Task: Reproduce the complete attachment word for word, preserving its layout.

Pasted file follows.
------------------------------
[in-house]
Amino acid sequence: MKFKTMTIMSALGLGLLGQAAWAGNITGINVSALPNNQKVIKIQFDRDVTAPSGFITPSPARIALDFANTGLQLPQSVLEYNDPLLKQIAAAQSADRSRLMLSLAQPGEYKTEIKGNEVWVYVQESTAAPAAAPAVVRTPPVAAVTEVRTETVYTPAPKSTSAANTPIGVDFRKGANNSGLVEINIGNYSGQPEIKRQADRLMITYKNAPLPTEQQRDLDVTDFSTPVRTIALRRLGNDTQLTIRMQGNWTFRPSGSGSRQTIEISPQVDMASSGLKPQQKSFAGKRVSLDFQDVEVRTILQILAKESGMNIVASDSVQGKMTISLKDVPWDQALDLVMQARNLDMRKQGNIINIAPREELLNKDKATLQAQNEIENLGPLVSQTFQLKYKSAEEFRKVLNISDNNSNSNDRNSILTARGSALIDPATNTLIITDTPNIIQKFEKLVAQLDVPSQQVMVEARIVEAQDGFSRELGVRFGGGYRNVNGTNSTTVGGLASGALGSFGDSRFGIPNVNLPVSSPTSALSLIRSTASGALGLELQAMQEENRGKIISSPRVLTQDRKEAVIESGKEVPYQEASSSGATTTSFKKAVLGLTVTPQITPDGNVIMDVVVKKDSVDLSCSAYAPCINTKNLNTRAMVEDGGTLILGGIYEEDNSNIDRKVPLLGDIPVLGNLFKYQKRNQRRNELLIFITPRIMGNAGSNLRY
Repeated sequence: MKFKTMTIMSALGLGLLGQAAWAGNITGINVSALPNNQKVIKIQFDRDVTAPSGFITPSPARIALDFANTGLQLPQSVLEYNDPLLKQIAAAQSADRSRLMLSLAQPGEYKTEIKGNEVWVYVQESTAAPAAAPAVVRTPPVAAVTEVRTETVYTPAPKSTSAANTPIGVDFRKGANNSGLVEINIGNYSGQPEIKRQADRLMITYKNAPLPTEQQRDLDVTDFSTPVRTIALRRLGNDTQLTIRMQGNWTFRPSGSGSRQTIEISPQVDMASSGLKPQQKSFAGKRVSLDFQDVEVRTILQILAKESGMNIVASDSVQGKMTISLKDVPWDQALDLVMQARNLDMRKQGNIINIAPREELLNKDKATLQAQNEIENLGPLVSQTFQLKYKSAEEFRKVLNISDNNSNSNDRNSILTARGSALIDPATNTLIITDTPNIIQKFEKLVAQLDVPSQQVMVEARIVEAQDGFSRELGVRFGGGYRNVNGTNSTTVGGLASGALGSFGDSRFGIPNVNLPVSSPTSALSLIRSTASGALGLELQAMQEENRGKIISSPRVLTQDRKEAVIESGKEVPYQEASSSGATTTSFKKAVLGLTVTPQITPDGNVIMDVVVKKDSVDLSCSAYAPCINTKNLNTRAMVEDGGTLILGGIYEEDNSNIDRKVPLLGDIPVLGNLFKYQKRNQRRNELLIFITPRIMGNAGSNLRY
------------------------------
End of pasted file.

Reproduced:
[in-house]
Amino acid sequence: MKFKTMTIMSALGLGLLGQAAWAGNITGINVSALPNNQKVIKIQFDRDVTAPSGFITPSPARIALDFANTGLQLPQSVLEYNDPLLKQIAAAQSADRSRLMLSLAQPGEYKTEIKGNEVWVYVQESTAAPAAAPAVVRTPPVAAVTEVRTETVYTPAPKSTSAANTPIGVDFRKGANNSGLVEINIGNYSGQPEIKRQADRLMITYKNAPLPTEQQRDLDVTDFSTPVRTIALRRLGNDTQLTIRMQGNWTFRPSGSGSRQTIEISPQVDMASSGLKPQQKSFAGKRVSLDFQDVEVRTILQILAKESGMNIVASDSVQGKMTISLKDVPWDQALDLVMQARNLDMRKQGNIINIAPREELLNKDKATLQAQNEIENLGPLVSQTFQLKYKSAEEFRKVLNISDNNSNSNDRNSILTARGSALIDPATNTLIITDTPNIIQKFEKLVAQLDVPSQQVMVEARIVEAQDGFSRELGVRFGGGYRNVNGTNSTTVGGLASGALGSFGDSRFGIPNVNLPVSSPTSALSLIRSTASGALGLELQAMQEENRGKIISSPRVLTQDRKEAVIESGKEVPYQEASSSGATTTSFKKAVLGLTVTPQITPDGNVIMDVVVKKDSVDLSCSAYAPCINTKNLNTRAMVEDGGTLILGGIYEEDNSNIDRKVPLLGDIPVLGNLFKYQKRNQRRNELLIFITPRIMGNAGSNLRY
Repeated sequence: MKFKTMTIMSALGLGLLGQAAWAGNITGINVSALPNNQKVIKIQFDRDVTAPSGFITPSPARIALDFANTGLQLPQSVLEYNDPLLKQIAAAQSADRSRLMLSLAQPGEYKTEIKGNEVWVYVQESTAAPAAAPAVVRTPPVAAVTEVRTETVYTPAPKSTSAANTPIGVDFRKGANNSGLVEINIGNYSGQPEIKRQADRLMITYKNAPLPTEQQRDLDVTDFSTPVRTIALRRLGNDTQLTIRMQGNWTFRPSGSGSRQTIEISPQVDMASSGLKPQQKSFAGKRVSLDFQDVEVRTILQILAKESGMNIVASDSVQGKMTISLKDVPWDQALDLVMQARNLDMRKQGNIINIAPREELLNKDKATLQAQNEIENLGPLVSQTFQLKYKSAEEFRKVLNISDNNSNSNDRNSILTARGSALIDPATNTLIITDTPNIIQKFEKLVAQLDVPSQQVMVEARIVEAQDGFSRELGVRFGGGYRNVNGTNSTTVGGLASGALGSFGDSRFGIPNVNLPVSSPTSALSLIRSTASGALGLELQAMQEENRGKIISSPRVLTQDRKEAVIESGKEVPYQEASSSGATTTSFKKAVLGLTVTPQITPDGNVIMDVVVKKDSVDLSCSAYAPCINTKNLNTRAMVEDGGTLILGGIYEEDNSNIDRKVPLLGDIPVLGNLFKYQKRNQRRNELLIFITPRIMGNAGSNLRY